Congress Disturbed By Trump’s ‘Act Of War;’ Demand Long Term Plan For Syria
Unfortunately, the procedure by which the United States goes to war has become very ambiguous. Though the Constitution states that “Congress shall have power to … declare War” it does not clearly state how it ought to go about using that power. On well over 100 occasions a sitting president has taken military action without officially calling it a ‘war’ and without asking Congress for an Authorization to Use Military Force (AUMF). Though such actions are often controversial, they are still fairly common throughout American history.
For instance, back in 2013 when Barack Obama was president, many objected to the actions he took in Syria. They did so for exactly the same reasons some are taking issue with President Trump’s actions on a Syrian air base today. That is, because they believe the Constitution demands that Congress weigh in on all acts of war and help to set the goals, scopes and time and resource limits for the conflict.
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At least two members of Congress tweeted a quote from James Madison which explains the reasoning behind this nuance of American military policy:
“Those who are to conduct a war cannot…be proper or safe judges, whether a war ought to be commenced, continued, or concluded.”
—J. Madison https://t.co/Uo1ppBgeIT
— Justin Amash (@justinamash) April 7, 2017
In fact, this seems to have been the reason Donald Trump opposed former President Obama’s actions in Syria 4 years ago:
What will we get for bombing Syria besides more debt and a possible long term conflict? Obama needs Congressional approval.
— Donald J. Trump (@realDonaldTrump) August 29, 2013
One could easily ask the same question to Trump’s administration. The US missile attacks carried out over Al Shayrat airfield in Syria did cost millions, were largely symbolic and were done without official approval from Congress.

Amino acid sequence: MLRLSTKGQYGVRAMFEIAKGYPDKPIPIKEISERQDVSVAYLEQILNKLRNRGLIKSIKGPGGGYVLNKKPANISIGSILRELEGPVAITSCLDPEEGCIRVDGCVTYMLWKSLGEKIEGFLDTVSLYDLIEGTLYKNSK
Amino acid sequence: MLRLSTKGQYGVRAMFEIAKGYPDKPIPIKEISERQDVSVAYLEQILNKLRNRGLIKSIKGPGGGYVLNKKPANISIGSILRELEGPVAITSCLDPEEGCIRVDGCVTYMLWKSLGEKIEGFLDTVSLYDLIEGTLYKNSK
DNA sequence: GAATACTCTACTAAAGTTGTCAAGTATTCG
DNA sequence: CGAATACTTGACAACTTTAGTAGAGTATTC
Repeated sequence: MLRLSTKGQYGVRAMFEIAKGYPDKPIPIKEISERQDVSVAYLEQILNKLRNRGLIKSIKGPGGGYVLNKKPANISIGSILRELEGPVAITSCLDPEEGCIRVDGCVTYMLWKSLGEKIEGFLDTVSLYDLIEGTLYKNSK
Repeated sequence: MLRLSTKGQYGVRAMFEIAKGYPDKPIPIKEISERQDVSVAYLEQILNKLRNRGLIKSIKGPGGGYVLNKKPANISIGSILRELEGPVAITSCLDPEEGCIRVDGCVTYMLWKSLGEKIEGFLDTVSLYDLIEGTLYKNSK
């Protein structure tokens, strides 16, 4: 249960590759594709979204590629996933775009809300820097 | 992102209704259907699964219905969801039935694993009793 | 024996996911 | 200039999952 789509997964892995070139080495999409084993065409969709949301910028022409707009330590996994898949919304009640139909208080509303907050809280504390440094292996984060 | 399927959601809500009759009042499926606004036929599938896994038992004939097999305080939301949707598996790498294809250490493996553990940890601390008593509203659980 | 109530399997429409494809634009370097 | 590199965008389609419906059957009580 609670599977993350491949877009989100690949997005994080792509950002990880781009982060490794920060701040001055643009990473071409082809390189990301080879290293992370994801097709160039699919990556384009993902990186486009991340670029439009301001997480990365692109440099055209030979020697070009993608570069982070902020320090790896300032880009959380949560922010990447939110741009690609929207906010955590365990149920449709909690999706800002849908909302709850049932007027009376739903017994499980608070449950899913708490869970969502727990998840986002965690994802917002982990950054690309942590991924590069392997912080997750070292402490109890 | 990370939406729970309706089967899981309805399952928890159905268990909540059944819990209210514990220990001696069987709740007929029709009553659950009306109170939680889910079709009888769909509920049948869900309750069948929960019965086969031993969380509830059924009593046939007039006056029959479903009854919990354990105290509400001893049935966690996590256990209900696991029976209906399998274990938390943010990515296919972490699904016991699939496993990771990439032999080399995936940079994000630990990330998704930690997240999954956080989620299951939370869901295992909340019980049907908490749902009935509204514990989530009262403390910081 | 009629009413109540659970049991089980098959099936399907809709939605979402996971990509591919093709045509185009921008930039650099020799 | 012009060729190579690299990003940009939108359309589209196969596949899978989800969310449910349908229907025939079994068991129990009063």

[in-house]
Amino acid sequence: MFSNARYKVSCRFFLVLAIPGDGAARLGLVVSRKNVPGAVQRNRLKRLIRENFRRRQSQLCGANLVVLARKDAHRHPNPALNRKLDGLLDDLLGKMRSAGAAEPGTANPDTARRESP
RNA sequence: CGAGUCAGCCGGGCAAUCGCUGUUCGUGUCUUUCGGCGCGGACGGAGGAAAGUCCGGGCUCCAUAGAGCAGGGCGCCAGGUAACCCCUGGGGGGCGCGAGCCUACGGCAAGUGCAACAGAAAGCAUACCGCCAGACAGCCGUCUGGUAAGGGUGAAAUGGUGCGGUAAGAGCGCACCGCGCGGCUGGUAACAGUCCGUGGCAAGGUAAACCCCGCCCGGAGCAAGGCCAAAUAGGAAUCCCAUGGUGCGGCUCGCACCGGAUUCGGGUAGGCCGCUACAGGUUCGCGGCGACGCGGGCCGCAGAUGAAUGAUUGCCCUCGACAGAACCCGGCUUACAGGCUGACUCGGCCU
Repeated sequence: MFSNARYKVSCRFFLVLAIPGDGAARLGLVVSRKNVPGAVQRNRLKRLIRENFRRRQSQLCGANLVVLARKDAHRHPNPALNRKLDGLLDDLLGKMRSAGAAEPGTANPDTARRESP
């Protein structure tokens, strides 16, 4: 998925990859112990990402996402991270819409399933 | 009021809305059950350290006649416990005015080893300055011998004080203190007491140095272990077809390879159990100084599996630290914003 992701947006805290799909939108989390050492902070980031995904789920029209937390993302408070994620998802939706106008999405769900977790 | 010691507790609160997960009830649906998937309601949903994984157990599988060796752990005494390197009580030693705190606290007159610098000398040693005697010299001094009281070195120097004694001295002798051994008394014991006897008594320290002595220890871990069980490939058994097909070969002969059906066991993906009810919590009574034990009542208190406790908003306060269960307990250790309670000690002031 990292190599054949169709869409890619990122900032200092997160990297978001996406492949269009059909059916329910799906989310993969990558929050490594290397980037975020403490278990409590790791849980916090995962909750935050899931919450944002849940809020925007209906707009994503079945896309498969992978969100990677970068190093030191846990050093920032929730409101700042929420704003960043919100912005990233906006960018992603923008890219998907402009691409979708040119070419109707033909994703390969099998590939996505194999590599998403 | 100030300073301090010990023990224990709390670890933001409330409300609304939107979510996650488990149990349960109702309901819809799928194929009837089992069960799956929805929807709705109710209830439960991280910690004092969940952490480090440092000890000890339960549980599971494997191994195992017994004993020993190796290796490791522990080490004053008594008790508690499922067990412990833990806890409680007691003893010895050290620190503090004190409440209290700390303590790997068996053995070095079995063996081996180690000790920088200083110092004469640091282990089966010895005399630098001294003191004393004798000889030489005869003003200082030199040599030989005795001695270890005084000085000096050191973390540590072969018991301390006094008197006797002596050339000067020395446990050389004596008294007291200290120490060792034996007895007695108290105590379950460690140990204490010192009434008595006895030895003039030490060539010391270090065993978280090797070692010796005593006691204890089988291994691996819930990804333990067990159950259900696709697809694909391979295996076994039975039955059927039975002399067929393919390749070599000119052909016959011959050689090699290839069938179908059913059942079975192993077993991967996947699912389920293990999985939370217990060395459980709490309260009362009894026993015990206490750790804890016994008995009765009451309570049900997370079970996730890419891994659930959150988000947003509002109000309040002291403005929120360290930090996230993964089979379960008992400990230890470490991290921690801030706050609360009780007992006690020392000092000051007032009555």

Some Republicans had to do an about-face on the issue, including Mitch McConnell, who seems to be quite comfortable arguing the exact opposite points he argued only a few years ago when his political opponents had most of the power. While others joined Democrats in expressing concerns about the attack, Trump’s plans for Syria and his willingness to act unilaterally.
Just because Congress left, doesn’t mean we can’t return. This is an emergency. Call us back to debate an AUMF. pic.twitter.com/If3MBmLsg6
— Congressmember Bass (@RepKarenBass) April 7, 2017
We’re heading rapidly toward another Middle East war with no strategy, no clear time frame or cost, and no authorization from Congress. pic.twitter.com/KKHAxhaJuH
— Tom Udall (@SenatorTomUdall) April 7, 2017
Syria is a microcosm of many problems around the world we have to solve militarily & diplomatically. Bashar al-Assad must go. pic.twitter.com/zLxK8VY0km
— David Perdue (@sendavidperdue) April 7, 2017
— Martin Heinrich (@MartinHeinrich) April 7, 2017
This is an act of war. Congress needs to come back into session & hold a debate. Anything less is an abdication of our responsibility. https://t.co/GvHML3ByeI
— Rep. Barbara Lee (@RepBarbaraLee) April 7, 2017
The President needs Congressional authorization for military action as required by the Constitution.
— Senator Rand Paul (@RandPaul) April 7, 2017
In other words, given Trump’s performance on other matters Congress is at least less willing to simply rubber stamp anything the administration feels like bombing. And some have even speculated that the gesture was simply intended to make Trump seem to be at odds with Putin, without actually removing Assad.